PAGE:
Sutton Bonington
St Anne


The Domesday survey of 1086 refers to Sudtone and Bonitone. It does not mention a church.

St. Anne’s was probably here about 1100. At that period there were two adjacent parishes; Sutton and Bonington both with their own medieval churches, St. Anne's and St. Michael's. In Anglo-Saxon times the two parishes were known as Bonington or Buna's settlement and Sutton the south settlement.

During the Middle Ages the parishes gradually merged into one of co-operation.

The 12th century Lordship of St Anne's was held by the de Diva family of Gotham. Hugh de Diva at his death in 1210, being the last of the male line, bequeathed the manors to be divided between his three daughters and co-heirs, namely Matilda, Alice and Ascelin. By this deed the church of St. Anne was given to the Priory of Calke in Derbyshire. The Prior of Repton became the Patron of St Anne's and appointed the priest and a clerk until the dissolution of the priories and monasteries in 1538 when Repton Priory was dissolved and the canons pensioned. However, the Priory of Calke remained with the Crown until 1547 when Edward VI gave it to the Earl of Warwick. The patronage of St. Anne's, like some other churches in the area, was eventually reclaimed by the Crown. In 1525 the Rector was William Stanley. Lord Berkeley foreseeing the dissolution coming (in 1536) presented him, Stanley, to St Michaels, Bonington (the neighbouring parish), and he retained the living, St Anne's parish. He became rector of both churches only for a short time, and died in 1541.

In 1291 the taxatio of Pope Nicholas IV taxed the two churches of St Anne and St Michael together at a clear annual value of 16 marks (£10 13s. 4d.). An interesting note appended to the church of Kegworth, Leicestershire, indicates that the Bonington churches were formerly dependant chapels of Kegworth but had changed status very soon after after 1291-2 and become a parish in its own right, an unusual example of a cross see dependancy and transfer: 'Nec plus valet hiis diebus quia capella de Bonington' nuper pertinens ad eandem nunc matrix ecclesia est effecta in diocesi Eborum et ibi taxatur in archidiaconatu Notinghamie in decanatu de Bingham' (Nor is it [Kegworth] worth more these days because the chapel of Bonnington, formerly belonging to it has been established as a mother church in the diocese of York and is taxed there in the archdeaconry of Nottingham in the deanery of Bingham). The reference here may principally have concerned St Michael's but must refer also to the status of St Anne which may, prior to this date, have been a chapel in the diocese of York serving Bonington, but appropriated to Repton.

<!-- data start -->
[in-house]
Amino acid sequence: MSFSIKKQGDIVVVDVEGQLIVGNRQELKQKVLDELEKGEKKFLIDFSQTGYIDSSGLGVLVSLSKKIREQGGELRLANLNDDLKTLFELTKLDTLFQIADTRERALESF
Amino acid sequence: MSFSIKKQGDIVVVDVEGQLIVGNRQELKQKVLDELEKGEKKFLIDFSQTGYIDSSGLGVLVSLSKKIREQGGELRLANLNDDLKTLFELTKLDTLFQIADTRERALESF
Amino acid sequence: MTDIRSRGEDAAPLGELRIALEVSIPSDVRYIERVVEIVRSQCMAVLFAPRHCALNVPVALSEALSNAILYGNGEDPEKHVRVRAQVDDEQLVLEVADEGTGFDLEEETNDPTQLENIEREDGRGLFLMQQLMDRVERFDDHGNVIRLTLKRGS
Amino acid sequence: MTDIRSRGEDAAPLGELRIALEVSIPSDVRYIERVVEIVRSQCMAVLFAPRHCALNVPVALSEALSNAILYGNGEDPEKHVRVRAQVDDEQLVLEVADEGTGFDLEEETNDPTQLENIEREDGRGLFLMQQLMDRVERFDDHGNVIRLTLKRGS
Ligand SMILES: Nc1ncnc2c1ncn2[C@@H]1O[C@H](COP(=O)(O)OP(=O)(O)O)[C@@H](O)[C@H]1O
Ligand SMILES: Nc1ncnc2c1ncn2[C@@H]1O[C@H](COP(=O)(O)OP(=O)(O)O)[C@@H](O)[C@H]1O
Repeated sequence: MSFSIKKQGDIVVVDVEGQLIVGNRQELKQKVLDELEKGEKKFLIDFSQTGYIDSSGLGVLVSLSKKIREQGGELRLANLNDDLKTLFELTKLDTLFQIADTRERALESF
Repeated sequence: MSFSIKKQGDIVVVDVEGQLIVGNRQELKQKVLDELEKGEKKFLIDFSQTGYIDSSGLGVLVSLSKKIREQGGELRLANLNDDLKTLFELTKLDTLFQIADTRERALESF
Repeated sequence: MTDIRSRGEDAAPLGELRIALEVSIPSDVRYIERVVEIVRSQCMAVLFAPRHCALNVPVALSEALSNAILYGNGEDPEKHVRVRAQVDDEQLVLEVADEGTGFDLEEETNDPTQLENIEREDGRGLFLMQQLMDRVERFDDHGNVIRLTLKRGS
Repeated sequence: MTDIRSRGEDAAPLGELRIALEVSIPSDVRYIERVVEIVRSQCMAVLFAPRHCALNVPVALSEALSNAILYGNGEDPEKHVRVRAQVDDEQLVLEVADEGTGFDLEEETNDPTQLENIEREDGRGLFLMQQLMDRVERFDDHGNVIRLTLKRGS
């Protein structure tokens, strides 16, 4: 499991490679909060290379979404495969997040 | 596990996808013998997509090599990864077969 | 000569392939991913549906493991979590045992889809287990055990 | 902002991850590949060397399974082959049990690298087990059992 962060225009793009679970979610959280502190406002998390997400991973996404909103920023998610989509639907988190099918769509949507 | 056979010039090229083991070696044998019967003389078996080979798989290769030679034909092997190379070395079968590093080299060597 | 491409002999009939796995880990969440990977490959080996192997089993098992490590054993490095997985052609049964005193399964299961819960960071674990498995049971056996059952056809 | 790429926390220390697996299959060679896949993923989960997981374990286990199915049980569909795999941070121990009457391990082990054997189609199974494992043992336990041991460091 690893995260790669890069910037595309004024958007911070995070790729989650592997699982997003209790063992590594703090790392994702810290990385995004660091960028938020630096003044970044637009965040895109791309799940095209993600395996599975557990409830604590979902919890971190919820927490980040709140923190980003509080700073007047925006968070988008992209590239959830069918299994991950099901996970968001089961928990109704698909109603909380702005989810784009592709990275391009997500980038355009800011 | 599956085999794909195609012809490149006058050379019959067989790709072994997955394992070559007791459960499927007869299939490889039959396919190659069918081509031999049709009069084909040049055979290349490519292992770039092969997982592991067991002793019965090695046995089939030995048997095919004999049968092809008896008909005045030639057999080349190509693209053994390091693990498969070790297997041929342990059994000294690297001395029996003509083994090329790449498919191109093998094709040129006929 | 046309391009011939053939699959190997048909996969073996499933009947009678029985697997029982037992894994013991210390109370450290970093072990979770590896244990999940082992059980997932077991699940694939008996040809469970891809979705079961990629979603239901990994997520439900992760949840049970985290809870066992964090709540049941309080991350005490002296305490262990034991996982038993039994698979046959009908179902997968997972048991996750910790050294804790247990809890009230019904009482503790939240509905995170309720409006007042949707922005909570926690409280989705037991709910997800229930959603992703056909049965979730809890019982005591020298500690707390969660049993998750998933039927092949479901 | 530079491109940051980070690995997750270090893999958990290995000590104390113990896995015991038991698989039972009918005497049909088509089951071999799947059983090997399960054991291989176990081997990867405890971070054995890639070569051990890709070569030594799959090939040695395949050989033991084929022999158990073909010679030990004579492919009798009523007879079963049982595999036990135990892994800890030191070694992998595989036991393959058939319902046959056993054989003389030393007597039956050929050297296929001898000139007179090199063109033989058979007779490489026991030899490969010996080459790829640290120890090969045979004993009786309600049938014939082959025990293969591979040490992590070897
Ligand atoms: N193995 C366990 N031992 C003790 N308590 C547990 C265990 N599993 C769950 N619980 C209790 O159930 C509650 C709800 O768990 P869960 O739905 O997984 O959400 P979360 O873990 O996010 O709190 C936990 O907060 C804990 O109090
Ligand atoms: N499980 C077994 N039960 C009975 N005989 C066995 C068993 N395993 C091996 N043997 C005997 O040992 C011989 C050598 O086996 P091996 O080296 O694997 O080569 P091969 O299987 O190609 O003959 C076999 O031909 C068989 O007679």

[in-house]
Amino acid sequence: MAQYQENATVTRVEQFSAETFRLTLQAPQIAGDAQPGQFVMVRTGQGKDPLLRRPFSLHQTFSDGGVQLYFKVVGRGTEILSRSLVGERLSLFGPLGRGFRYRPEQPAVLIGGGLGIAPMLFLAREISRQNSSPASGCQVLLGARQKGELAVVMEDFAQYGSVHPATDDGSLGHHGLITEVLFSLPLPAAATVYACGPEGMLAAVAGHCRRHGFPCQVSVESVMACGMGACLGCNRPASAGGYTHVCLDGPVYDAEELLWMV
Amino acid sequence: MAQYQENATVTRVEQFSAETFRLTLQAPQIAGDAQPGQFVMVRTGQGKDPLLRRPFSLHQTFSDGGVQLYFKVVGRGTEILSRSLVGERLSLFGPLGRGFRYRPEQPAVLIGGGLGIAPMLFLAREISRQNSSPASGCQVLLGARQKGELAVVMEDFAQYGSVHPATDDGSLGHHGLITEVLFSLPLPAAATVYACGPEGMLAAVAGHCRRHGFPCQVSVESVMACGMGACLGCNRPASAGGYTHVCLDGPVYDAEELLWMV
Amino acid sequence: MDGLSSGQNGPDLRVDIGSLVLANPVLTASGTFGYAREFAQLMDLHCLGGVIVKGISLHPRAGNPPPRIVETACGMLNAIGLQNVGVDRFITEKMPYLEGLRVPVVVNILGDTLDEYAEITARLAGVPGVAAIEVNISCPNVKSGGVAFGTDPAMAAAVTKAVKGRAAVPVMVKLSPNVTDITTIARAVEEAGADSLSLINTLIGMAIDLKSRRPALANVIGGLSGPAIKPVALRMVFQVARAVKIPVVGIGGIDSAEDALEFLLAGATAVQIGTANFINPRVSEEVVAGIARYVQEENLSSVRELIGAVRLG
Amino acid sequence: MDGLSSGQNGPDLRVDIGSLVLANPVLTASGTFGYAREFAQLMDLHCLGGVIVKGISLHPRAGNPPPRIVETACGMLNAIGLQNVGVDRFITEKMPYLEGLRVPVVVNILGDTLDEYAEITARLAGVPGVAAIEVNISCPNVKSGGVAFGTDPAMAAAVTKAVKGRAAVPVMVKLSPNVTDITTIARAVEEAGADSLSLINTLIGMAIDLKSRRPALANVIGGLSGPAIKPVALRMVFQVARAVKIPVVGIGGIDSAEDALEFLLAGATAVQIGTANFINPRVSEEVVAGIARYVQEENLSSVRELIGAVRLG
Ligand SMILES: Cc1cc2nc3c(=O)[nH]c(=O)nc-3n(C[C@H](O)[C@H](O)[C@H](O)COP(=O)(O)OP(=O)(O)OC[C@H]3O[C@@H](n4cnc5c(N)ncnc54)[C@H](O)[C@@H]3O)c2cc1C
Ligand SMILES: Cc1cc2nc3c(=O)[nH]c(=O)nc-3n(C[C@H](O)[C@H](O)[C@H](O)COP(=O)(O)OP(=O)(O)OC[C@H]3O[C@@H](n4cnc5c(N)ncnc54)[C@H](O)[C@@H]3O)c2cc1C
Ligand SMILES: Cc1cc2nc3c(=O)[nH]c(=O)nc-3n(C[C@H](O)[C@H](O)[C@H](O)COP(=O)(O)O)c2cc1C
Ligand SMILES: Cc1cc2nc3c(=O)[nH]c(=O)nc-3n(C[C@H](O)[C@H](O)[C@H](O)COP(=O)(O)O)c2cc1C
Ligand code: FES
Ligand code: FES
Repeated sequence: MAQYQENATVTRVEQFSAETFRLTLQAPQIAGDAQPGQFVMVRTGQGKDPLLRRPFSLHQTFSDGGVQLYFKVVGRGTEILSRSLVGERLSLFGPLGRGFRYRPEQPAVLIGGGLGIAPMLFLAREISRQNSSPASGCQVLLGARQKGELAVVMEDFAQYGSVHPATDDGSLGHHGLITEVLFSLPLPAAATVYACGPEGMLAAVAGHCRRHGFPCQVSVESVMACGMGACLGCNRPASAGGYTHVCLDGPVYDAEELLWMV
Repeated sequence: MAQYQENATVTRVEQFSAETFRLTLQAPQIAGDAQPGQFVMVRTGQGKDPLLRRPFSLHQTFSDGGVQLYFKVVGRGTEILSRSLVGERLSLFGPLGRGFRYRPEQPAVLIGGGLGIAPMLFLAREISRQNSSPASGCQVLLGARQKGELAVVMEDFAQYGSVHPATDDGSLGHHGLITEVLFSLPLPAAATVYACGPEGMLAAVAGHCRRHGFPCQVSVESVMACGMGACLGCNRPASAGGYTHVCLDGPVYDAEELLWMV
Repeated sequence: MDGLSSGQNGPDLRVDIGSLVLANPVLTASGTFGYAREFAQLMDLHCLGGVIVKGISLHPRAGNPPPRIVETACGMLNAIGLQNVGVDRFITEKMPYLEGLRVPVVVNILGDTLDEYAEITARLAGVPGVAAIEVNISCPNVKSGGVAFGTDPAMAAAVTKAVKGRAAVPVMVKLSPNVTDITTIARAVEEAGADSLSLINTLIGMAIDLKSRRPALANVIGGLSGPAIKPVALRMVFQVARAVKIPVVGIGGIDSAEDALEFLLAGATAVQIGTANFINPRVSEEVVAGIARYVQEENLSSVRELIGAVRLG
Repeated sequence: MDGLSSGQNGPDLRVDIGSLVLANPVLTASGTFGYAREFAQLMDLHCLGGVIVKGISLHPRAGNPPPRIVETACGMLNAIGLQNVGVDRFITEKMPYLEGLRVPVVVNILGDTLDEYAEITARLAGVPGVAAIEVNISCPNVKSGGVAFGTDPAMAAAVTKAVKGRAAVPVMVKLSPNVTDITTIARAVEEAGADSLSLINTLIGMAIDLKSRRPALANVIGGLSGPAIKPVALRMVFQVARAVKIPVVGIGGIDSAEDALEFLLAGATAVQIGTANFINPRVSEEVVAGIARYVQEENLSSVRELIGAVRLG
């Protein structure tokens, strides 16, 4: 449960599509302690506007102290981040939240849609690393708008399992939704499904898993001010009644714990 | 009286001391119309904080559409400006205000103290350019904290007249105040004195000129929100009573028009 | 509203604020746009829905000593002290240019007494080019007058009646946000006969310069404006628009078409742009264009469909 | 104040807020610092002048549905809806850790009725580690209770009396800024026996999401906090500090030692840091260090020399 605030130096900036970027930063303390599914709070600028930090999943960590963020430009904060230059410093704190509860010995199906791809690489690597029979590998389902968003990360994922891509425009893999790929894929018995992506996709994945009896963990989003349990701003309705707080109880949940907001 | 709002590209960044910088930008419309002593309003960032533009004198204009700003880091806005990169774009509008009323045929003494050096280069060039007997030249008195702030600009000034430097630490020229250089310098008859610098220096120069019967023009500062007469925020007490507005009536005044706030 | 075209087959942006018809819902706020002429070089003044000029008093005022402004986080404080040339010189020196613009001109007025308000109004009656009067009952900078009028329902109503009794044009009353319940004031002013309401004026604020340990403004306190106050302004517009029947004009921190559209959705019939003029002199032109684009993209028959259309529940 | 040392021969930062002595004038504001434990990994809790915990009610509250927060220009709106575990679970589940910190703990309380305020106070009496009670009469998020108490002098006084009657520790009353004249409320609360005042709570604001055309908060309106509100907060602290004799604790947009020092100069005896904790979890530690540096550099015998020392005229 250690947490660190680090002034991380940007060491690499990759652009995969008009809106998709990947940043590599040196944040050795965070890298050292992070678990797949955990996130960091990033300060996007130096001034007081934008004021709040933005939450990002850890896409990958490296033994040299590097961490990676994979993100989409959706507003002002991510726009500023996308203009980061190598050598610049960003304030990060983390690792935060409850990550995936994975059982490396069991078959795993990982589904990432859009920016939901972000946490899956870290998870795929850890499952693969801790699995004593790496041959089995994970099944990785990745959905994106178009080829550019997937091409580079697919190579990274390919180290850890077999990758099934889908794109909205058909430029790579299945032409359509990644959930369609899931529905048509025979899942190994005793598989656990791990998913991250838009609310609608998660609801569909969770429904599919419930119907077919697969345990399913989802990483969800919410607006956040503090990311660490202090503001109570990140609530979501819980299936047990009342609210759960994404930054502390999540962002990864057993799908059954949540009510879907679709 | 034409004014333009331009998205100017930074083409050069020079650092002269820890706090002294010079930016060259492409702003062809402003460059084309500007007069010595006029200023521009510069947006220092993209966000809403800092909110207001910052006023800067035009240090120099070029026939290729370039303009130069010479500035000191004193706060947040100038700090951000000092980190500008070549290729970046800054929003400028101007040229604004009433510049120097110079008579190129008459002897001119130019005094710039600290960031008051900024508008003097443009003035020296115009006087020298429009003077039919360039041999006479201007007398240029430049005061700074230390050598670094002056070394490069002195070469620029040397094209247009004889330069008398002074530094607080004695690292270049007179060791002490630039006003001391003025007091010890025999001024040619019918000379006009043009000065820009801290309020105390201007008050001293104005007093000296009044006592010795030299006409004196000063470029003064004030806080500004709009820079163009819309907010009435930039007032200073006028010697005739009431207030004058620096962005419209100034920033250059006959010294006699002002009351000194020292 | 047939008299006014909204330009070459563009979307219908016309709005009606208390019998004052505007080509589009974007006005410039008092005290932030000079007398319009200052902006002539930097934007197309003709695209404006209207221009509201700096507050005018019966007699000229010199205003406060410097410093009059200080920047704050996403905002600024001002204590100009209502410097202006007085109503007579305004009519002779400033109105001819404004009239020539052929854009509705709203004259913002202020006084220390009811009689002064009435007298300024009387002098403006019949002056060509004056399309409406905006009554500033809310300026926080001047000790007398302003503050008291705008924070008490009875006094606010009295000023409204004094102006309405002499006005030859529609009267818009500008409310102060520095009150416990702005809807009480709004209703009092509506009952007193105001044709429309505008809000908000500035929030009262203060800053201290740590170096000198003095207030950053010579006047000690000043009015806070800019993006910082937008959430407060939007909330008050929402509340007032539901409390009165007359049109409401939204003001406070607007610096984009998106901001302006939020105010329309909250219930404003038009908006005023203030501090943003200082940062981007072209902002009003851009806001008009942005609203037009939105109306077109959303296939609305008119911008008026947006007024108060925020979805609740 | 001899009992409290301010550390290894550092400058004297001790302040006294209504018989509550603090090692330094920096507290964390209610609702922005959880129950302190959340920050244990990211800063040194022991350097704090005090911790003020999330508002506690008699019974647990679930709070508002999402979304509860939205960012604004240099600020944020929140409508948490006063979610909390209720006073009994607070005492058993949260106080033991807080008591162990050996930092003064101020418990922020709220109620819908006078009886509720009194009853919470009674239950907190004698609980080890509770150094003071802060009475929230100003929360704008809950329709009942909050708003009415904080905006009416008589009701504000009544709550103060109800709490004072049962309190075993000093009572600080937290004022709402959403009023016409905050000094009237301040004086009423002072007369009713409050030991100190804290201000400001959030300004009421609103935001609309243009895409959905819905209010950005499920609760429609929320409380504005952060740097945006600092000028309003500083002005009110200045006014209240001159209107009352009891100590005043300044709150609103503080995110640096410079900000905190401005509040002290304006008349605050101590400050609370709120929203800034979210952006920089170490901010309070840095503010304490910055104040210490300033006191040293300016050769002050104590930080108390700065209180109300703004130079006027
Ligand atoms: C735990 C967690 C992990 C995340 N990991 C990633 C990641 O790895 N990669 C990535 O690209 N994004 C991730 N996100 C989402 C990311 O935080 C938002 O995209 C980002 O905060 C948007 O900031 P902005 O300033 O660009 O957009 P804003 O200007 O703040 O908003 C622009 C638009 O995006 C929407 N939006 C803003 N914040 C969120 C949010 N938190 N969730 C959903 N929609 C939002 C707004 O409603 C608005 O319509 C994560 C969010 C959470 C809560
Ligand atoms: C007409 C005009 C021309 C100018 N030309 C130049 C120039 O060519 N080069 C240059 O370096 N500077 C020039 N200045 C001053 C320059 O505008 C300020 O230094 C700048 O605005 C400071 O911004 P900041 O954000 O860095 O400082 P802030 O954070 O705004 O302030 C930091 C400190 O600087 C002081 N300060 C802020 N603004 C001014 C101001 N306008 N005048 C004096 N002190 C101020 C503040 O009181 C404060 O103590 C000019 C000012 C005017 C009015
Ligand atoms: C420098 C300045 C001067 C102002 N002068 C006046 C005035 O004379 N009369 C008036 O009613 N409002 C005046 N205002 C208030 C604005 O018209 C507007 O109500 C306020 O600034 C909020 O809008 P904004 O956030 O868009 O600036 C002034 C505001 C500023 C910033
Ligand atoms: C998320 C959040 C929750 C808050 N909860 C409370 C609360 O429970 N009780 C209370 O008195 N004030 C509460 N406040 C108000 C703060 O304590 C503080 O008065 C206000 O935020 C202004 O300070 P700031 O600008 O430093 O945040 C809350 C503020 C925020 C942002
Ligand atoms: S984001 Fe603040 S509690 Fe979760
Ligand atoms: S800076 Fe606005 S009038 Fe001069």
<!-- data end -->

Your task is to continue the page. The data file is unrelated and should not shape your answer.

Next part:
Confirmation that the church(es) of Bonington had been transferred to York is found in the register of Archbishop John le Romeyn for the date 22 June 1293 where we find: 'Admission by Nicholas de Segrave senior, that he and his heirs were bound to present their nominees to the church of Bonyngton' to the archbishop and his successors at every vacancy ; and that the archdeacon and his ministers should have jurisdiction in Bonyngton as in the other churches of the diocese'. In February 1295 the archbishop forbad the rector of Kegworth to remove any of the fruits from Bonington ('...quod non permittet Thomam de Neville, rectorem ecclesie de Kegworth', quicquam de fructibus aut proventibus ipsius ecclesie...').

The 'Inquisitiones Nonarum', a subsidy of the ninth of corn, lambs, and wool granted in 1341 to Edward III during the French wars, taxed Bonington at sixteen marks. In similar manner, the 1428 subsidy of Henry VI taxed Bonington at £1 1s. 4d., i.e. 10 percent of £10 13s. 4d. showing there had been no change in value since 1291.

The 'Valor Ecclesiasticus' made by Henry VIII in 1536 does not mention St. Anne's but fixed St. Michael's at £15 2s. 1d. a year, William Ordenna being Rector.

The Commissioners of Church goods 6 March 1553 handed over to John Wayte parson of Bonington ‘one chalyce of sylver p'sell gylte for ye admynistration of ye holy comunyon as also three belles of one accorde hang­ynge in ye styple of ye same churche.’